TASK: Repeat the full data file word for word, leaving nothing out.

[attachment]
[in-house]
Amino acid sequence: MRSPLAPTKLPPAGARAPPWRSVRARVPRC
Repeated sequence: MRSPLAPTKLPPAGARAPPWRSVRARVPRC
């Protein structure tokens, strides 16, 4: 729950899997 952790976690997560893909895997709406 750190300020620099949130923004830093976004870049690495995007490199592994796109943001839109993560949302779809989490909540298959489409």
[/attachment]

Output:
[in-house]
Amino acid sequence: MRSPLAPTKLPPAGARAPPWRSVRARVPRC
Repeated sequence: MRSPLAPTKLPPAGARAPPWRSVRARVPRC
């Protein structure tokens, strides 16, 4: 729950899997 952790976690997560893909895997709406 750190300020620099949130923004830093976004870049690495995007490199592994796109943001839109993560949302779809989490909540298959489409």